Thai Union had come a long way from its humble beginnings in 1977 as a Thai private label supplier of canned tuna to US importers. In four short decades it had become one of the leading seafood companies in the world with a turnover in 2016 of US$3.8 billion. Thiraphong Chansiri, the CEO, had led Thai Union brilliantly to make it a true multinational company operating in three continents, delivering value added branded products covering multiple fish species and distributing these under ambient, chilled and frozen temperature conditions. The company planned to more than double its turnover by 2020 to $8 billion while also raising its gross margin from 15.6% to 20%. It sought to do this by growing its existing business; launching innovative, high-margin products; expanding its presence in the food service sector; building a significant emerging market presence; and making more acquisitions. In October 2016, Thai Union announced that it had effectively acquired a 49% ownership stake in Red Lobster, the leading seafood restaurant chain in the United States. This diversification was viewed as an important growth opportunity for the company. The question for Thai Union’s leadership team was whether diversification and growth were still the right mantras for the company in 2017, when it had already become the industry leader? A related challenge was in building a global organization that could effectively manage the company’s growing and diverse international footprint.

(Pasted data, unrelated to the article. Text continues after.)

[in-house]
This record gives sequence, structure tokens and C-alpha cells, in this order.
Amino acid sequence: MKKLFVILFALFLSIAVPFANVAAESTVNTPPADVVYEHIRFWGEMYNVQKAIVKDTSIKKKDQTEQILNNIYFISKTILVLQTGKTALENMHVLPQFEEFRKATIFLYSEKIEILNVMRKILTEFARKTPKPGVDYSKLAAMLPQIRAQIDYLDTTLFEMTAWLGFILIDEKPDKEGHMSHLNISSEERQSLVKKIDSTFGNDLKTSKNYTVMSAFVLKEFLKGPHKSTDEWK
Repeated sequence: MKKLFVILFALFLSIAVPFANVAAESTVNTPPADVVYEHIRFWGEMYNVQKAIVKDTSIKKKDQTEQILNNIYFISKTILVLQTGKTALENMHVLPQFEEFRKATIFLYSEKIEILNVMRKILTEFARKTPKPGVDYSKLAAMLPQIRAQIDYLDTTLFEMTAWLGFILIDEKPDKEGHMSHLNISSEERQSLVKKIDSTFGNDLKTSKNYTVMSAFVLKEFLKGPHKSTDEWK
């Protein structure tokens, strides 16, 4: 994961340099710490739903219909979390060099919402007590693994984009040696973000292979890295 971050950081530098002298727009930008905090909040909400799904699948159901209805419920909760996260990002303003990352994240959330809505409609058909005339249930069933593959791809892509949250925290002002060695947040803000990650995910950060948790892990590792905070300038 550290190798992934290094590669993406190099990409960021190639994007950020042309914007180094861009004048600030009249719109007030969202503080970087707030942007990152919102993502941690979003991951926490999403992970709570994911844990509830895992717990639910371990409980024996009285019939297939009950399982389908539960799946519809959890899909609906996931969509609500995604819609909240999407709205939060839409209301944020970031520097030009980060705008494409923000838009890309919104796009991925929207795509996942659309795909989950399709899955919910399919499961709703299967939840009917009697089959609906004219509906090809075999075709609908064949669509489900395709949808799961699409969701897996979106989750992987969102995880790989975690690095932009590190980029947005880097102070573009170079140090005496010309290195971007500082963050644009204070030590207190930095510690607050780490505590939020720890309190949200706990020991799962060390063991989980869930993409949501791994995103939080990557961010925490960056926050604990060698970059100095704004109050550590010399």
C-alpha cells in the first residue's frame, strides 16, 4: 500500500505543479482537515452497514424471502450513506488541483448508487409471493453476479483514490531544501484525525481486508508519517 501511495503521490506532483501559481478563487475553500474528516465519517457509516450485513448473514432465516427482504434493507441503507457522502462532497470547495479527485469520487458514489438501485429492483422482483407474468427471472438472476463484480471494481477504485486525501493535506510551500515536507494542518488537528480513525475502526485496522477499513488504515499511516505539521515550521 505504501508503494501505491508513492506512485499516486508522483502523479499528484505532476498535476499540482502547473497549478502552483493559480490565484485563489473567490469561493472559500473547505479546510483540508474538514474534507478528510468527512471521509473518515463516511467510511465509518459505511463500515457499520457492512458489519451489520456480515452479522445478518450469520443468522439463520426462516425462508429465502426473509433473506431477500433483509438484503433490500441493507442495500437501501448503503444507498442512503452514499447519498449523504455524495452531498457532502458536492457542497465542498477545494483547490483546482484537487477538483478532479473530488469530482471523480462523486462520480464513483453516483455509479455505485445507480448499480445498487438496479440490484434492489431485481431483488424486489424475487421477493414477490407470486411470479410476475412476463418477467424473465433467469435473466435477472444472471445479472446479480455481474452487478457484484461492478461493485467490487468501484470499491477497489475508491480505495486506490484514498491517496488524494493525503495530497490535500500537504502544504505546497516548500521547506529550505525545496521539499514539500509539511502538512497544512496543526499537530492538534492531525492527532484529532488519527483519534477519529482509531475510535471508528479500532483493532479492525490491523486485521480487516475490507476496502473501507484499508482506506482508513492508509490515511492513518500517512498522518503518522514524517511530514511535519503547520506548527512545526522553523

How can an emerging market company make the transition to becoming a multinational? What are the key challenges for strategy, organization and leadership?
Integrating global acquisitions
Building a global organization
Transitioning from family to professional leadership
Thai Union: The making of a world-leading seafood company
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